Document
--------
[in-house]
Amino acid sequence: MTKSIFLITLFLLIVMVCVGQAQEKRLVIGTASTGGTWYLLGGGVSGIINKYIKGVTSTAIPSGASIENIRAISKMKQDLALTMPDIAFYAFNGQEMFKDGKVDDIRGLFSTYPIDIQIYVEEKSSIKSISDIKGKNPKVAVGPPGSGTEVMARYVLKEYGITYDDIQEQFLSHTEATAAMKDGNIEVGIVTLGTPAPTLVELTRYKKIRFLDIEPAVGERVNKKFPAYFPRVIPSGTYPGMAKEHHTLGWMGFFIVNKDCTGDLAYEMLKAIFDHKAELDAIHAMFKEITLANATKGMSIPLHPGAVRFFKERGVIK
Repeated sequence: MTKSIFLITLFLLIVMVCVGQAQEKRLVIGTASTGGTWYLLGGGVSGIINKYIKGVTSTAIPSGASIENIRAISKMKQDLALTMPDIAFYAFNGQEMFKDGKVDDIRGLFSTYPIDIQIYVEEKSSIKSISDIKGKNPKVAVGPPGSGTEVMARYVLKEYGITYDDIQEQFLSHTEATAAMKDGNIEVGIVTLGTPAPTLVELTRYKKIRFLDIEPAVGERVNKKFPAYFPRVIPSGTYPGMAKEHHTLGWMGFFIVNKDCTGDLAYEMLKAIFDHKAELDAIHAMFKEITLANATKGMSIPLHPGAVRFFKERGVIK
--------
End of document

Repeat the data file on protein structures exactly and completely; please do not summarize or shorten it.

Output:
[in-house]
Amino acid sequence: MTKSIFLITLFLLIVMVCVGQAQEKRLVIGTASTGGTWYLLGGGVSGIINKYIKGVTSTAIPSGASIENIRAISKMKQDLALTMPDIAFYAFNGQEMFKDGKVDDIRGLFSTYPIDIQIYVEEKSSIKSISDIKGKNPKVAVGPPGSGTEVMARYVLKEYGITYDDIQEQFLSHTEATAAMKDGNIEVGIVTLGTPAPTLVELTRYKKIRFLDIEPAVGERVNKKFPAYFPRVIPSGTYPGMAKEHHTLGWMGFFIVNKDCTGDLAYEMLKAIFDHKAELDAIHAMFKEITLANATKGMSIPLHPGAVRFFKERGVIK
Repeated sequence: MTKSIFLITLFLLIVMVCVGQAQEKRLVIGTASTGGTWYLLGGGVSGIINKYIKGVTSTAIPSGASIENIRAISKMKQDLALTMPDIAFYAFNGQEMFKDGKVDDIRGLFSTYPIDIQIYVEEKSSIKSISDIKGKNPKVAVGPPGSGTEVMARYVLKEYGITYDDIQEQFLSHTEATAAMKDGNIEVGIVTLGTPAPTLVELTRYKKIRFLDIEPAVGERVNKKFPAYFPRVIPSGTYPGMAKEHHTLGWMGFFIVNKDCTGDLAYEMLKAIFDHKAELDAIHAMFKEITLANATKGMSIPLHPGAVRFFKERGVIK